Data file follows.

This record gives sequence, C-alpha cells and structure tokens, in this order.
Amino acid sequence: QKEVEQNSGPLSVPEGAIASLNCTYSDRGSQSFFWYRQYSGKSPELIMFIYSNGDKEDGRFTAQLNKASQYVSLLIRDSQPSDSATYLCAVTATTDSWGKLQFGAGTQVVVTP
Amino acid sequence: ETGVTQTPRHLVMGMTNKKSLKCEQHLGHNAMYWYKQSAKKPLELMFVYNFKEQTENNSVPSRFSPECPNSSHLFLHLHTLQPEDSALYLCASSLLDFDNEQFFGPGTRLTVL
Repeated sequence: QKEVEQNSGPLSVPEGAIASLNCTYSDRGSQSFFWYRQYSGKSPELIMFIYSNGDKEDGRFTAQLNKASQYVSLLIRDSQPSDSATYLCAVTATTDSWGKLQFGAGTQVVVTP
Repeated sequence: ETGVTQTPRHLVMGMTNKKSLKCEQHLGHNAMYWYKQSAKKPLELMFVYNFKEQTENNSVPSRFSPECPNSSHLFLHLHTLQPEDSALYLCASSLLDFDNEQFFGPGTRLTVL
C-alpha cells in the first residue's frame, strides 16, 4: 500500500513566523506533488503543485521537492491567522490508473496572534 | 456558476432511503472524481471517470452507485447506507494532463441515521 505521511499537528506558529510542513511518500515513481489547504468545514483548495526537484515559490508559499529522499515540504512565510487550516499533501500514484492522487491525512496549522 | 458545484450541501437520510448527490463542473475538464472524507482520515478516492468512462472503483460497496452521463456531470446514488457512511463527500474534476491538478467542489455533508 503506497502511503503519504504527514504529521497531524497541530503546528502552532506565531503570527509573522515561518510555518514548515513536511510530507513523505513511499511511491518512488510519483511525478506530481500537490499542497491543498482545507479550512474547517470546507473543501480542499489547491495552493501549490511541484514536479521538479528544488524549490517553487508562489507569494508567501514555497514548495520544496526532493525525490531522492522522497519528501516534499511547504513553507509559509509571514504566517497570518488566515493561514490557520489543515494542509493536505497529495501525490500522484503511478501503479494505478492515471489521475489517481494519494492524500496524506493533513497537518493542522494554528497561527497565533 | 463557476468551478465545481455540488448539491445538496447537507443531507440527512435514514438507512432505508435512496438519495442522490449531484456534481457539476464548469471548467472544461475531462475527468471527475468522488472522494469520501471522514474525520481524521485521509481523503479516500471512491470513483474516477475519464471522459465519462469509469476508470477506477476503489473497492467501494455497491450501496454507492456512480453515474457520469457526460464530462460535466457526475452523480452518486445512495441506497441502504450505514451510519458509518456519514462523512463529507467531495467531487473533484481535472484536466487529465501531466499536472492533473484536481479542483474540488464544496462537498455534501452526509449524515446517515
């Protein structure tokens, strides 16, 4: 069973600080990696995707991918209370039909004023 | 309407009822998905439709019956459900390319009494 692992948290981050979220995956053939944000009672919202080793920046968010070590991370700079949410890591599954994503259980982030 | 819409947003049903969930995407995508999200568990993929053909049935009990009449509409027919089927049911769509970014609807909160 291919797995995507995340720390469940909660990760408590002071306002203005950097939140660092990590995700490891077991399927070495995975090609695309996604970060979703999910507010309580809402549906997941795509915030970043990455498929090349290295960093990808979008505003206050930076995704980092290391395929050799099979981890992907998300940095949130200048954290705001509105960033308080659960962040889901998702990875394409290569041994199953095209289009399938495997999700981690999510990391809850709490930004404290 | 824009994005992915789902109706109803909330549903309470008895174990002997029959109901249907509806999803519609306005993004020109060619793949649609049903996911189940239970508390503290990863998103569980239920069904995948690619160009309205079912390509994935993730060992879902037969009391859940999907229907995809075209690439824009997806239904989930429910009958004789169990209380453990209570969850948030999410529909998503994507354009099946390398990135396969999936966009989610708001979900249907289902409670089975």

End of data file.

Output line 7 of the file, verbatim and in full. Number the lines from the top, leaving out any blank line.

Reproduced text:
């Protein structure tokens, strides 16, 4: 069973600080990696995707991918209370039909004023 | 309407009822998905439709019956459900390319009494 692992948290981050979220995956053939944000009672919202080793920046968010070590991370700079949410890591599954994503259980982030 | 819409947003049903969930995407995508999200568990993929053909049935009990009449509409027919089927049911769509970014609807909160 291919797995995507995340720390469940909660990760408590002071306002203005950097939140660092990590995700490891077991399927070495995975090609695309996604970060979703999910507010309580809402549906997941795509915030970043990455498929090349290295960093990808979008505003206050930076995704980092290391395929050799099979981890992907998300940095949130200048954290705001509105960033308080659960962040889901998702990875394409290569041994199953095209289009399938495997999700981690999510990391809850709490930004404290 | 824009994005992915789902109706109803909330549903309470008895174990002997029959109901249907509806999803519609306005993004020109060619793949649609049903996911189940239970508390503290990863998103569980239920069904995948690619160009309205079912390509994935993730060992879902037969009391859940999907229907995809075209690439824009997806239904989930429910009958004789169990209380453990209570969850948030999410529909998503994507354009099946390398990135396969999936966009989610708001979900249907289902409670089975």